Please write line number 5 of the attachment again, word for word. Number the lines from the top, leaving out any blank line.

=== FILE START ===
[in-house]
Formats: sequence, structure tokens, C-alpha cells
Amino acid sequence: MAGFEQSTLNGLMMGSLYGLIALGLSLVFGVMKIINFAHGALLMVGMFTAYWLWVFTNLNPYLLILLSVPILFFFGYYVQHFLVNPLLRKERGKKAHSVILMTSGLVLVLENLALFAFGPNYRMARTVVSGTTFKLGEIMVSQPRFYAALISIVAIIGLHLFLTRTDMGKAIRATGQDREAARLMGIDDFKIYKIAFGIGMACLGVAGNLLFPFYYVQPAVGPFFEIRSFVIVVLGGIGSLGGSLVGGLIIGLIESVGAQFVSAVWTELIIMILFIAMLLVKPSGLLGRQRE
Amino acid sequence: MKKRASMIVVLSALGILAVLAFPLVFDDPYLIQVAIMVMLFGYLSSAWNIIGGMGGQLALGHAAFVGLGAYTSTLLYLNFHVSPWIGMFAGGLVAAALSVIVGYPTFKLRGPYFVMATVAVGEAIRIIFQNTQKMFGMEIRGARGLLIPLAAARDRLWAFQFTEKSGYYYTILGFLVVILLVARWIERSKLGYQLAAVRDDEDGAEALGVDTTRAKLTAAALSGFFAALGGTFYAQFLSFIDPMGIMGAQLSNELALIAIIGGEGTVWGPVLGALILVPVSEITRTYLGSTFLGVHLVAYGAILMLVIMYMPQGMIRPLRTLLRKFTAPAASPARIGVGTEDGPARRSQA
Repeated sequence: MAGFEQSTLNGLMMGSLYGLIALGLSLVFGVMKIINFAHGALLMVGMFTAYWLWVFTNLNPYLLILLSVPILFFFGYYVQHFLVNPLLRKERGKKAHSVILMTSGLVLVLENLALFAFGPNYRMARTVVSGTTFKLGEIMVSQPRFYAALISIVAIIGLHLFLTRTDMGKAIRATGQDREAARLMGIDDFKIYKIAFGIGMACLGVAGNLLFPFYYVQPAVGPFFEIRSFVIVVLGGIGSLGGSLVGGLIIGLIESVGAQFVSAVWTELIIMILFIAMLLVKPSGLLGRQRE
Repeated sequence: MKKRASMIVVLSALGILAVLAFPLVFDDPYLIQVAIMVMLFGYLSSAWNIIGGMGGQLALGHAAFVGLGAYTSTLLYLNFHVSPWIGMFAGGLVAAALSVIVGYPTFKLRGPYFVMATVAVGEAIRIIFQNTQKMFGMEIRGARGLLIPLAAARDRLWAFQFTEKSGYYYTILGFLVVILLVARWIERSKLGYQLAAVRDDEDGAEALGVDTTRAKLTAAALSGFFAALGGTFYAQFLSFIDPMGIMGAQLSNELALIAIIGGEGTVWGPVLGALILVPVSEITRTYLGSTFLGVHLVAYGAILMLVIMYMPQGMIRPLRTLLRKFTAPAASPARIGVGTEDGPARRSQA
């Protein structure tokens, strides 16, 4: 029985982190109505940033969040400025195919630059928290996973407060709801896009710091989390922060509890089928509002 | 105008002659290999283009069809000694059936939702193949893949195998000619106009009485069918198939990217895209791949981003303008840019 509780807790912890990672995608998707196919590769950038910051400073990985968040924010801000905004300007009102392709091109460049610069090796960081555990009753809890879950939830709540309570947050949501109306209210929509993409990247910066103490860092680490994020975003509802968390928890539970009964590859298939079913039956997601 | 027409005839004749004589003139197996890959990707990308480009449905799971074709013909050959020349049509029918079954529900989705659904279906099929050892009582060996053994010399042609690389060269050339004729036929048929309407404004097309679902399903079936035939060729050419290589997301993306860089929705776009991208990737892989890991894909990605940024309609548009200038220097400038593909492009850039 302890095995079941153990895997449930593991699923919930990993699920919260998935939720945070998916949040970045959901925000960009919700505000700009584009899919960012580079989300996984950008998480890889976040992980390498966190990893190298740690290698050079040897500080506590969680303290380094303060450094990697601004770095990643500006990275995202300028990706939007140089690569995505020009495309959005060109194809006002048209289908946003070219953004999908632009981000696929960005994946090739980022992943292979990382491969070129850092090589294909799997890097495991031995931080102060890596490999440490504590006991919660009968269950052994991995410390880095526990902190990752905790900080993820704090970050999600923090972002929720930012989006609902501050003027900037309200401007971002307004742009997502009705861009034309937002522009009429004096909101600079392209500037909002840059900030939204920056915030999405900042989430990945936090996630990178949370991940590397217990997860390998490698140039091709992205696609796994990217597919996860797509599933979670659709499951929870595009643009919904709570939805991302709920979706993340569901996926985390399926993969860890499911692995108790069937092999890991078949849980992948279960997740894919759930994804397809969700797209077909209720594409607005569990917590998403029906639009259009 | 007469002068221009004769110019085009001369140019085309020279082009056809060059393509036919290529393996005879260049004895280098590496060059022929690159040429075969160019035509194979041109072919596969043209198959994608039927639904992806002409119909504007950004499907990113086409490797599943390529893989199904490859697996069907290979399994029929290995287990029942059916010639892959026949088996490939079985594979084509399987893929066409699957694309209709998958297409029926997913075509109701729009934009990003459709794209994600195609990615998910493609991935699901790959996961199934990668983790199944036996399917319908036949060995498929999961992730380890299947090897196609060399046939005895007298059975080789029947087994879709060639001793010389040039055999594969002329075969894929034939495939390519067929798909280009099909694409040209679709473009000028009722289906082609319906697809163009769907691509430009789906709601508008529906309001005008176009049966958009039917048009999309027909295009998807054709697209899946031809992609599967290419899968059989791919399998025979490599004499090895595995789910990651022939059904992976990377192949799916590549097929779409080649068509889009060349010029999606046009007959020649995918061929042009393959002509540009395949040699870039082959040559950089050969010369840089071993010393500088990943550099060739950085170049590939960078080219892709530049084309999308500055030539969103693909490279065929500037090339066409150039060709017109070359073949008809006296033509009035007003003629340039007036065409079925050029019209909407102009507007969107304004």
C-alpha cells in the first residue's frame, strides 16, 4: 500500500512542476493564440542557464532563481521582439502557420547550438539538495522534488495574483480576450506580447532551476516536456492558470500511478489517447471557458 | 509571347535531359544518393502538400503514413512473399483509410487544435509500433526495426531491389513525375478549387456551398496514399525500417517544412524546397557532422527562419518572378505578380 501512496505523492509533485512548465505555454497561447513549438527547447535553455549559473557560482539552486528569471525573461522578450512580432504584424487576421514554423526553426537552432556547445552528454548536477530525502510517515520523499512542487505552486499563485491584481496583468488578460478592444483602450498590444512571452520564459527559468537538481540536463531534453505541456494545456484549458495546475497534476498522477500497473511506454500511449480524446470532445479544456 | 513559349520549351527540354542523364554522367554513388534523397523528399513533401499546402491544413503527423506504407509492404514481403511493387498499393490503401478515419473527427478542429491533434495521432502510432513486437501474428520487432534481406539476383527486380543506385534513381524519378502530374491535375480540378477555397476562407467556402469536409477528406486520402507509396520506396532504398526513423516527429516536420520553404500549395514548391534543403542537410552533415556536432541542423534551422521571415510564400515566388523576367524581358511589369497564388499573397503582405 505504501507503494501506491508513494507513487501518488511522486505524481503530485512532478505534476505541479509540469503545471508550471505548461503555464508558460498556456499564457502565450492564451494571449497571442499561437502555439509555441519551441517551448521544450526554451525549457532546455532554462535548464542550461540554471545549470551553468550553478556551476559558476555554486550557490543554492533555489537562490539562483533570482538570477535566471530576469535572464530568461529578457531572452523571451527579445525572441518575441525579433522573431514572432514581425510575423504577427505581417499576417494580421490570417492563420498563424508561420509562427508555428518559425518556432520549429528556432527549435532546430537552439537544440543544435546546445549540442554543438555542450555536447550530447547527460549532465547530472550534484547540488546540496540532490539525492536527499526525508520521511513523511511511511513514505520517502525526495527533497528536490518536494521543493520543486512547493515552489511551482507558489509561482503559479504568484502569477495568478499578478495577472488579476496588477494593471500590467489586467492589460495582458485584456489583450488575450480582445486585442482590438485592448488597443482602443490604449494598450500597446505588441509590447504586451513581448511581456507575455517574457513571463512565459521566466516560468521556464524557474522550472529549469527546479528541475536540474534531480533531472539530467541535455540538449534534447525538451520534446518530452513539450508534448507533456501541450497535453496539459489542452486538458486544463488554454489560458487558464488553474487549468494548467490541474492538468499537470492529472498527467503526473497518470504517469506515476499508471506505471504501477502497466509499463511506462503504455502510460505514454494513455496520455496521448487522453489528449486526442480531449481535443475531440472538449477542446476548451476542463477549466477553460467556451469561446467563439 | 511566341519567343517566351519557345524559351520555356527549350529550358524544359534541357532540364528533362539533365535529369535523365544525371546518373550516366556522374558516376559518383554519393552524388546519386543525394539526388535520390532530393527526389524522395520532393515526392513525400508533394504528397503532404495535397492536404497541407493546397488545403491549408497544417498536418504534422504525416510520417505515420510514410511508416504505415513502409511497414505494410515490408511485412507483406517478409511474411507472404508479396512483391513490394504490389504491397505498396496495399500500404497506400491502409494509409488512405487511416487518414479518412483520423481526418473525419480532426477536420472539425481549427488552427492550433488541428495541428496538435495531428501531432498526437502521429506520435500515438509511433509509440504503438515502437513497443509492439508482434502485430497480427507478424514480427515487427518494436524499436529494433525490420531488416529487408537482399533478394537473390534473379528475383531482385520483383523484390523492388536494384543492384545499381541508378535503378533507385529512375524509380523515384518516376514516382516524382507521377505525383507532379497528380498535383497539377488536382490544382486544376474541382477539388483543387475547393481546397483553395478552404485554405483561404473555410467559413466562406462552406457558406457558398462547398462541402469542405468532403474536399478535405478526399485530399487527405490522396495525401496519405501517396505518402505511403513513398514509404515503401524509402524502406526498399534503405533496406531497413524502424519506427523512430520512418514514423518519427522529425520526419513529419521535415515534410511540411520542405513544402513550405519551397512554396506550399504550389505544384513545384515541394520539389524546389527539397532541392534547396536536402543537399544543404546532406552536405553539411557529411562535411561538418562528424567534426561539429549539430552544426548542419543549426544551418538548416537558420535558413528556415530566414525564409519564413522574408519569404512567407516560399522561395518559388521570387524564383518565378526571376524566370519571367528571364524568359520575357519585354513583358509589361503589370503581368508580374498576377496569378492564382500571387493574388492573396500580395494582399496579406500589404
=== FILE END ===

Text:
Repeated sequence: MAGFEQSTLNGLMMGSLYGLIALGLSLVFGVMKIINFAHGALLMVGMFTAYWLWVFTNLNPYLLILLSVPILFFFGYYVQHFLVNPLLRKERGKKAHSVILMTSGLVLVLENLALFAFGPNYRMARTVVSGTTFKLGEIMVSQPRFYAALISIVAIIGLHLFLTRTDMGKAIRATGQDREAARLMGIDDFKIYKIAFGIGMACLGVAGNLLFPFYYVQPAVGPFFEIRSFVIVVLGGIGSLGGSLVGGLIIGLIESVGAQFVSAVWTELIIMILFIAMLLVKPSGLLGRQRE